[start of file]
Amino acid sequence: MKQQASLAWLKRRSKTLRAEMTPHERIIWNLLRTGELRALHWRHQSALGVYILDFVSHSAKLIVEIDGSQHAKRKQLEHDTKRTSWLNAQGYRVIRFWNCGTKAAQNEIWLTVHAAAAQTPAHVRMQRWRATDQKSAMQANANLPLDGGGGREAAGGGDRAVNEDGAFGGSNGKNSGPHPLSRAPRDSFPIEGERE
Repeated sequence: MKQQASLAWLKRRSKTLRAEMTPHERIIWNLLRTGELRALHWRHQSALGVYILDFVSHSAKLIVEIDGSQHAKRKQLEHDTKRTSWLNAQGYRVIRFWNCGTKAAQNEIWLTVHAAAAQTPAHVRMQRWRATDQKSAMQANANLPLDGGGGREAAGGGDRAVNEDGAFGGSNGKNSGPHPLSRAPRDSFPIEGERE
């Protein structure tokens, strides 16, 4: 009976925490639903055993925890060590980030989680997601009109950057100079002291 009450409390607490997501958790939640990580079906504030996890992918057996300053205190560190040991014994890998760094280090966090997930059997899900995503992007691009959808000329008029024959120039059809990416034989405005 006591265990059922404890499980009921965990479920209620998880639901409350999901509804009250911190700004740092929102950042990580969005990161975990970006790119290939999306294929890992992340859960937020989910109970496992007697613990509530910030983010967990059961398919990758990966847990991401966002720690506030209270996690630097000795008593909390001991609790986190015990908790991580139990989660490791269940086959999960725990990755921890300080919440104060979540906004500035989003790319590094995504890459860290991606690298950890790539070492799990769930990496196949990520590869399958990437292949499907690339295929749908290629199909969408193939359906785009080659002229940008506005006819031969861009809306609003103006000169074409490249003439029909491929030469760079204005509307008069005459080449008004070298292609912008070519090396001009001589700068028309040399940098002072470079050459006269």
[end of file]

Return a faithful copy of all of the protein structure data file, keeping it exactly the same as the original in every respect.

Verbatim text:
Amino acid sequence: MKQQASLAWLKRRSKTLRAEMTPHERIIWNLLRTGELRALHWRHQSALGVYILDFVSHSAKLIVEIDGSQHAKRKQLEHDTKRTSWLNAQGYRVIRFWNCGTKAAQNEIWLTVHAAAAQTPAHVRMQRWRATDQKSAMQANANLPLDGGGGREAAGGGDRAVNEDGAFGGSNGKNSGPHPLSRAPRDSFPIEGERE
Repeated sequence: MKQQASLAWLKRRSKTLRAEMTPHERIIWNLLRTGELRALHWRHQSALGVYILDFVSHSAKLIVEIDGSQHAKRKQLEHDTKRTSWLNAQGYRVIRFWNCGTKAAQNEIWLTVHAAAAQTPAHVRMQRWRATDQKSAMQANANLPLDGGGGREAAGGGDRAVNEDGAFGGSNGKNSGPHPLSRAPRDSFPIEGERE
């Protein structure tokens, strides 16, 4: 009976925490639903055993925890060590980030989680997601009109950057100079002291 009450409390607490997501958790939640990580079906504030996890992918057996300053205190560190040991014994890998760094280090966090997930059997899900995503992007691009959808000329008029024959120039059809990416034989405005 006591265990059922404890499980009921965990479920209620998880639901409350999901509804009250911190700004740092929102950042990580969005990161975990970006790119290939999306294929890992992340859960937020989910109970496992007697613990509530910030983010967990059961398919990758990966847990991401966002720690506030209270996690630097000795008593909390001991609790986190015990908790991580139990989660490791269940086959999960725990990755921890300080919440104060979540906004500035989003790319590094995504890459860290991606690298950890790539070492799990769930990496196949990520590869399958990437292949499907690339295929749908290629199909969408193939359906785009080659002229940008506005006819031969861009809306609003103006000169074409490249003439029909491929030469760079204005509307008069005459080449008004070298292609912008070519090396001009001589700068028309040399940098002072470079050459006269």